When to obtain consent
You do not always need consent to share information. Consent should only be sought in situations where you believe you have no other grounds (or powers) to share the information and the person has a ‘choice’ about whether or not you share their information. You must always ask yourself ‘if they say no, do I want to share it anyway?’
If the answer is yes, for example, because you have wellbeing or safeguarding concerns, then it is not appropriate or necessary for you to ask for their consent. It is best practice to engage with people to try and get their agreement to share, where it is appropriate and safe to do so.
Consent is only valid if the person is fully informed and competent to give consent and they have given consent of their own free will and without coercion from others. Individuals have the right to withdraw consent at any time.
When not to obtain consent
You should not seek consent to disclose personal information in circumstances where:
- someone has been hurt and information needs to be shared quickly to help them
- obtaining consent would put someone at increased risk of harm
- obtaining consent would prejudice a criminal investigation or prevent a person being caught or questioned for a crime they may have committed
- the information must be disclosed regardless of whether consent is given, for example if a court order or other legal obligation requires disclosure.
Consent from those under 16
For a person to be able to give or refuse consent to the sharing of their information, they must be considered competent and have the mental capacity to make that decision.
Children under the age of 12 are not generally considered competent to make decisions regarding consent. In such circumstances consent must be sought from a person who has parental responsibility for that child.
Where a person is over 12 but under 16 years old, they must be assessed to see whether they are competent. If they are, then consent should be obtained from them. The young person should be encouraged to involve family members or other people close to them when making decisions regarding consent, where it is appropriate to do so.
Consent from over 16s and adults
Young people aged 16 years and over and adults 18 years and over are presumed in law to be competent to give or withhold consent to the sharing of their personal information, unless there is evidence to the contrary , that they lack the competence or mental capacity to provide such consent, for example through illness, impaired mental or physical health or condition, intoxication from alcohol, drugs or substance misuse.
If a person is considered not to have competence or capacity to make decisions about themselves, their views should still be sought as far as possible. In such cases it may be appropriate to seek consent from other individuals who are legally entitled to act on their behalf.
When assessing a person’s capacity staff must follow the Mental Capacity Act 2005 Code of Practice, in particular sections 4.11 – ‘What is the test of capacity?’ and 4.38 – ‘Who should assess capacity’.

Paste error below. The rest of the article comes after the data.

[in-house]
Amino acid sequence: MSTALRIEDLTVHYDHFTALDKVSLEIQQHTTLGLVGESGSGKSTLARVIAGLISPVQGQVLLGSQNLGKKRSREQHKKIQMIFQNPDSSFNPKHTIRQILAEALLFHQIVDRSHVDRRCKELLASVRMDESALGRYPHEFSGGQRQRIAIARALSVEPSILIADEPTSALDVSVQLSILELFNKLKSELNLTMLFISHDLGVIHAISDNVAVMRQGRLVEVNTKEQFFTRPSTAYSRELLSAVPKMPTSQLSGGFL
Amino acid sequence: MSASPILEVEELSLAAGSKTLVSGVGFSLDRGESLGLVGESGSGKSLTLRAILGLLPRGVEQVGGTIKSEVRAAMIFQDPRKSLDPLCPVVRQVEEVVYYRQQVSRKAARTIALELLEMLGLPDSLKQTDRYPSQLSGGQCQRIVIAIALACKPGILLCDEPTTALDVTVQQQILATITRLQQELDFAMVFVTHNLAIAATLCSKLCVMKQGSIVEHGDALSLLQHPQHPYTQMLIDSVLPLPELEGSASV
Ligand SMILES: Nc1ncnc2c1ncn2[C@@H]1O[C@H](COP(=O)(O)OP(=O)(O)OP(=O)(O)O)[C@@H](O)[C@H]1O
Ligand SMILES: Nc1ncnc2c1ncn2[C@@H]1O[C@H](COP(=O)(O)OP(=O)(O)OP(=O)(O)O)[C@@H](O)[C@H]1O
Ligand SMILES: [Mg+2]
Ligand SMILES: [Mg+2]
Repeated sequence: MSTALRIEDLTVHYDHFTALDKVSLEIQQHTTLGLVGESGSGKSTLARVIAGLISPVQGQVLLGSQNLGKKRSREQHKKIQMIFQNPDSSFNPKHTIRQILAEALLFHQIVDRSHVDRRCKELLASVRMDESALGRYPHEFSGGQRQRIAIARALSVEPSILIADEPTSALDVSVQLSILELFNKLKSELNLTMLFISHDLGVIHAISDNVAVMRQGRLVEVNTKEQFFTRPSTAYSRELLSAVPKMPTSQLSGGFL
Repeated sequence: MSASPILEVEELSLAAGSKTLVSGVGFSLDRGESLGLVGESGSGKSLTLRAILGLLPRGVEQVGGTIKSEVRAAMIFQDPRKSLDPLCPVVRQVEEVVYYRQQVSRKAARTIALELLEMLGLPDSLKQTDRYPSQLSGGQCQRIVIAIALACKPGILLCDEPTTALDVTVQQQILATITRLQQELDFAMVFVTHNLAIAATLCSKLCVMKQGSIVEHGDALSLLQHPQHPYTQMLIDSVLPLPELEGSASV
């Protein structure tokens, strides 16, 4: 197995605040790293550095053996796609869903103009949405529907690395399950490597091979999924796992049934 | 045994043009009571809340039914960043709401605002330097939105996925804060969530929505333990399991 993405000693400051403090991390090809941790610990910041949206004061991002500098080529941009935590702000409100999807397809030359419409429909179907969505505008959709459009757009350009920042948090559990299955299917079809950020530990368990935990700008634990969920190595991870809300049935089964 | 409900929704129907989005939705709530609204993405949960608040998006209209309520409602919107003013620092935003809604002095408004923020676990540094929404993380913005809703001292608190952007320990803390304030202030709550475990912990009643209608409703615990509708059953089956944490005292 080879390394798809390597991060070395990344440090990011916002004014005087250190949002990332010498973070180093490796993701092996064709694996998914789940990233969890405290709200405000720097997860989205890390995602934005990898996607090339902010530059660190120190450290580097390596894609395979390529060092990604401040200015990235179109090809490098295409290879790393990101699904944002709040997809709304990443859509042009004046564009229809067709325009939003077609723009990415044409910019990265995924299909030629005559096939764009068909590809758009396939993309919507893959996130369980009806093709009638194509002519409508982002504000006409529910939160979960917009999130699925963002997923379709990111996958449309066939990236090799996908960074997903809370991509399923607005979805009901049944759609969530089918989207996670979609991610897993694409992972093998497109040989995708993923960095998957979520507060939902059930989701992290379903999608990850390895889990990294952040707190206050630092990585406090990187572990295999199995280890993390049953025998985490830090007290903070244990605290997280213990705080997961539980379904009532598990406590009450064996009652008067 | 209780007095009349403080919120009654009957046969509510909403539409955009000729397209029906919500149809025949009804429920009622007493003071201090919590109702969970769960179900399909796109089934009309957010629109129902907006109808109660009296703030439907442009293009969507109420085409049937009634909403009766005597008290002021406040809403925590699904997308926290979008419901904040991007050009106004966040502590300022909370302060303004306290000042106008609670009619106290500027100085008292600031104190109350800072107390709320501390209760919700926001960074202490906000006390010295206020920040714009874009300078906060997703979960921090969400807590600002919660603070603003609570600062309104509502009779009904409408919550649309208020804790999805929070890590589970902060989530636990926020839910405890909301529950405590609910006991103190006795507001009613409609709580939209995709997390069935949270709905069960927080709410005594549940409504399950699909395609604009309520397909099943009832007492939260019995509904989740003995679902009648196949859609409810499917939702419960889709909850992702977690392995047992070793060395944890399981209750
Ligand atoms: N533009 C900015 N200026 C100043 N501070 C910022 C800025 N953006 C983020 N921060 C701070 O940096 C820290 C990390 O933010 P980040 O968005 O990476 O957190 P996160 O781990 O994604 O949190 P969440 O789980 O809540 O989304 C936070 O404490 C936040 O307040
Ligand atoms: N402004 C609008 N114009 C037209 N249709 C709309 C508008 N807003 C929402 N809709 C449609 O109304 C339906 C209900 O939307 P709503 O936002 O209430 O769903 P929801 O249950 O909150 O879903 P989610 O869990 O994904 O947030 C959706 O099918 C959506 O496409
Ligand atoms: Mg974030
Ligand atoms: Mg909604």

The following questions will help you decide whether a young person is competent to give valid and informed consent to the sharing of their information.
- Do they understand the question being asked of them?
- Do they have a reasonable understanding of:
- what information might be shared
- the main reasons for sharing the information?
- implications of sharing that information and of not sharing it?
And can they:
- consider the options that are open to them to agree or disagree
- weigh up one side of the decision against the other
- express their own opinion on the matter and not just repeat what someone else thinks they should do
- be reasonably consistent in their opinion on the matter and not constantly changing their mind
- fully understand the implications of their decision for themselves and others?
If a child is not competent to give consent for themselves, consent should be sought (where appropriate) from a person with parental responsibility, often but not always, the child’s parent. Consent is only required from one person with parental responsibility, although it is good practice to involve all those close to the child in the decision-making process.
In England and Wales, if the parents of a child are married to each other at the time of the birth, or if they have jointly adopted a child, then they both have parental responsibility. Parents do not lose parental responsibility if they divorce and this applies to both the resident and the non-resident parent.
According to current law, a mother always has parental responsibility for her child. A father however, has this responsibility only if he is married to the mother when the child is born or has acquired legal responsibility for his child through:
- jointly registering the birth of the child with the mother (from 1 December 2003)
- a parental responsibility agreement with the mother
- a parental responsibility order, made by the court.
A person also has parental responsibility if they have been appointed as a guardian, by a Court or by the mother or other guardian; are a person in who a court has made a residence order concerning the child; are a local authority designated in a care order in respect of the child (but not where the child is being looked after under Section 20 of the Children Act 1989) or are a local authority or other authorised person who holds an emergency protection order in respect of the child.